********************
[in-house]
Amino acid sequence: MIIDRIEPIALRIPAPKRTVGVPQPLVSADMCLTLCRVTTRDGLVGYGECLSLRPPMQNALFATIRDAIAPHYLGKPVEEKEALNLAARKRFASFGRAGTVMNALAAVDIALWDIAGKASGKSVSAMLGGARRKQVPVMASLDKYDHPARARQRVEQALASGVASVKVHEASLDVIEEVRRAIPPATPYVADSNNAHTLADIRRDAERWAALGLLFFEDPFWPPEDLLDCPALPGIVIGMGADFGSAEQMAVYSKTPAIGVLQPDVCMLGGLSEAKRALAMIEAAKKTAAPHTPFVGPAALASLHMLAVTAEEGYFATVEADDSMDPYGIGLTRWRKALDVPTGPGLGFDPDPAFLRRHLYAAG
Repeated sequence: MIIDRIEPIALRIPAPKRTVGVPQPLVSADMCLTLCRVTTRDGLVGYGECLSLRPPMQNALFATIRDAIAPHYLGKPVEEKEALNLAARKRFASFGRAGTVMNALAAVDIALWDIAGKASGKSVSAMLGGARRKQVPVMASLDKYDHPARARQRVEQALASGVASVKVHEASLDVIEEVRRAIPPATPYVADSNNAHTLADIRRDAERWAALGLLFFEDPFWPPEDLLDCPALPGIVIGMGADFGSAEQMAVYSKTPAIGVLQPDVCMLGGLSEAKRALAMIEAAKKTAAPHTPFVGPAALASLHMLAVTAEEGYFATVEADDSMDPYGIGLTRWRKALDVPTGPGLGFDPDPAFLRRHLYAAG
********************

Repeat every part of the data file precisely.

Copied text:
[in-house]
Amino acid sequence: MIIDRIEPIALRIPAPKRTVGVPQPLVSADMCLTLCRVTTRDGLVGYGECLSLRPPMQNALFATIRDAIAPHYLGKPVEEKEALNLAARKRFASFGRAGTVMNALAAVDIALWDIAGKASGKSVSAMLGGARRKQVPVMASLDKYDHPARARQRVEQALASGVASVKVHEASLDVIEEVRRAIPPATPYVADSNNAHTLADIRRDAERWAALGLLFFEDPFWPPEDLLDCPALPGIVIGMGADFGSAEQMAVYSKTPAIGVLQPDVCMLGGLSEAKRALAMIEAAKKTAAPHTPFVGPAALASLHMLAVTAEEGYFATVEADDSMDPYGIGLTRWRKALDVPTGPGLGFDPDPAFLRRHLYAAG
Repeated sequence: MIIDRIEPIALRIPAPKRTVGVPQPLVSADMCLTLCRVTTRDGLVGYGECLSLRPPMQNALFATIRDAIAPHYLGKPVEEKEALNLAARKRFASFGRAGTVMNALAAVDIALWDIAGKASGKSVSAMLGGARRKQVPVMASLDKYDHPARARQRVEQALASGVASVKVHEASLDVIEEVRRAIPPATPYVADSNNAHTLADIRRDAERWAALGLLFFEDPFWPPEDLLDCPALPGIVIGMGADFGSAEQMAVYSKTPAIGVLQPDVCMLGGLSEAKRALAMIEAAKKTAAPHTPFVGPAALASLHMLAVTAEEGYFATVEADDSMDPYGIGLTRWRKALDVPTGPGLGFDPDPAFLRRHLYAAG